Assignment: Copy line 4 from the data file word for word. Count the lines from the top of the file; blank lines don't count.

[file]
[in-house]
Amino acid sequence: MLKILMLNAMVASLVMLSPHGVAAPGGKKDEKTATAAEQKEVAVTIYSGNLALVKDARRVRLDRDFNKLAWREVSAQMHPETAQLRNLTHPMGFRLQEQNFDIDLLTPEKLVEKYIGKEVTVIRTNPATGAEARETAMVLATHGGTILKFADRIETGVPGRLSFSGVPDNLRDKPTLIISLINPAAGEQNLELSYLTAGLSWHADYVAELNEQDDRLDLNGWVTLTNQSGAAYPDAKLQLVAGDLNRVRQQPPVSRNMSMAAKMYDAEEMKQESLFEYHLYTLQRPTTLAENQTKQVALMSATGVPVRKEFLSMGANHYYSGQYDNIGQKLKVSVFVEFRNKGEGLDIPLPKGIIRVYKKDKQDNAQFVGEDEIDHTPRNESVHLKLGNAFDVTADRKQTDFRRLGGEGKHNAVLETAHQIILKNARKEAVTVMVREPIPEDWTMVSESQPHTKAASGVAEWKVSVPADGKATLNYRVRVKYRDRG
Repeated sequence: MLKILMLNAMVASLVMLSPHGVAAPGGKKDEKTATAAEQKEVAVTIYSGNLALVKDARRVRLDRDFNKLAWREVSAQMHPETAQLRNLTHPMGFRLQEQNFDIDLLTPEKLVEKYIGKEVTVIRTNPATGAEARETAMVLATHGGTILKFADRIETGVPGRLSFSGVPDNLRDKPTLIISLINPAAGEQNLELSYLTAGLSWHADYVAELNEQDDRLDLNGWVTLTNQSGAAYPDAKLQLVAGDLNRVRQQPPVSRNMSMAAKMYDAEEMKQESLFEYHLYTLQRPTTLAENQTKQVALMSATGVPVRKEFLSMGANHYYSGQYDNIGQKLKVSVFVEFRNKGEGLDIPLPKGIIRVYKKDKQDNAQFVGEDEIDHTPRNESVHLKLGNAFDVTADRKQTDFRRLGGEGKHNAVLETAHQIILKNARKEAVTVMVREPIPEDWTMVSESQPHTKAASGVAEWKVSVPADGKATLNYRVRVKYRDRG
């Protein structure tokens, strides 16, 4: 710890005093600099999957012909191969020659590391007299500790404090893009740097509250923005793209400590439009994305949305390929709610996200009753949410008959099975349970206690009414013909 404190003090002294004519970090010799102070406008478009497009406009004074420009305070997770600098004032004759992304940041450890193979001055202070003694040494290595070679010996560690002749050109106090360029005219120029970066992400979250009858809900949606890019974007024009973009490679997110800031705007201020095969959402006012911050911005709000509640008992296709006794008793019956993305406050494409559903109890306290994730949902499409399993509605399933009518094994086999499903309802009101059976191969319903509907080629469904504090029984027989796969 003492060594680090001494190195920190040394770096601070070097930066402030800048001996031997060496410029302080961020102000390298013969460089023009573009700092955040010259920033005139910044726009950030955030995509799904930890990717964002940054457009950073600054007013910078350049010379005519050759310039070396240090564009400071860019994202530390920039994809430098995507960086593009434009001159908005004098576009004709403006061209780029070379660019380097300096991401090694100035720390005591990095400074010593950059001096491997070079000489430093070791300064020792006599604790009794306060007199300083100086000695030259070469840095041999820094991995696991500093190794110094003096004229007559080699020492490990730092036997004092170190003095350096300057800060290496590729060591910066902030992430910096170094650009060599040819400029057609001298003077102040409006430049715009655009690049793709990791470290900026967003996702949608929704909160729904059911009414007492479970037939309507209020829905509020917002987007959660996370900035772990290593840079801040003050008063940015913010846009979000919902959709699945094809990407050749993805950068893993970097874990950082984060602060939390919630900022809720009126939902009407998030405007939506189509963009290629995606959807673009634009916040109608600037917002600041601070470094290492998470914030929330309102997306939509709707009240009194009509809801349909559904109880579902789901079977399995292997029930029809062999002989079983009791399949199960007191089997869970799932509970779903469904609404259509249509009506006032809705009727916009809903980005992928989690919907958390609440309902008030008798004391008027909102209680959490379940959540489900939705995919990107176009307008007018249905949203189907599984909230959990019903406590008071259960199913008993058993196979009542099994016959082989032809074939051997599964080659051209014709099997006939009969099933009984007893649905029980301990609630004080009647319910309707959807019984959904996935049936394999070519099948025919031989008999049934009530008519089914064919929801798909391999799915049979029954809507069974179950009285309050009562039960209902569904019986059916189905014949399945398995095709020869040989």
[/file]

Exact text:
């Protein structure tokens, strides 16, 4: 710890005093600099999957012909191969020659590391007299500790404090893009740097509250923005793209400590439009994305949305390929709610996200009753949410008959099975349970206690009414013909 404190003090002294004519970090010799102070406008478009497009406009004074420009305070997770600098004032004759992304940041450890193979001055202070003694040494290595070679010996560690002749050109106090360029005219120029970066992400979250009858809900949606890019974007024009973009490679997110800031705007201020095969959402006012911050911005709000509640008992296709006794008793019956993305406050494409559903109890306290994730949902499409399993509605399933009518094994086999499903309802009101059976191969319903509907080629469904504090029984027989796969 003492060594680090001494190195920190040394770096601070070097930066402030800048001996031997060496410029302080961020102000390298013969460089023009573009700092955040010259920033005139910044726009950030955030995509799904930890990717964002940054457009950073600054007013910078350049010379005519050759310039070396240090564009400071860019994202530390920039994809430098995507960086593009434009001159908005004098576009004709403006061209780029070379660019380097300096991401090694100035720390005591990095400074010593950059001096491997070079000489430093070791300064020792006599604790009794306060007199300083100086000695030259070469840095041999820094991995696991500093190794110094003096004229007559080699020492490990730092036997004092170190003095350096300057800060290496590729060591910066902030992430910096170094650009060599040819400029057609001298003077102040409006430049715009655009690049793709990791470290900026967003996702949608929704909160729904059911009414007492479970037939309507209020829905509020917002987007959660996370900035772990290593840079801040003050008063940015913010846009979000919902959709699945094809990407050749993805950068893993970097874990950082984060602060939390919630900022809720009126939902009407998030405007939506189509963009290629995606959807673009634009916040109608600037917002600041601070470094290492998470914030929330309102997306939509709707009240009194009509809801349909559904109880579902789901079977399995292997029930029809062999002989079983009791399949199960007191089997869970799932509970779903469904609404259509249509009506006032809705009727916009809903980005992928989690919907958390609440309902008030008798004391008027909102209680959490379940959540489900939705995919990107176009307008007018249905949203189907599984909230959990019903406590008071259960199913008993058993196979009542099994016959082989032809074939051997599964080659051209014709099997006939009969099933009984007893649905029980301990609630004080009647319910309707959807019984959904996935049936394999070519099948025919031989008999049934009530008519089914064919929801798909391999799915049979029954809507069974179950009285309050009562039960209902569904019986059916189905014949399945398995095709020869040989």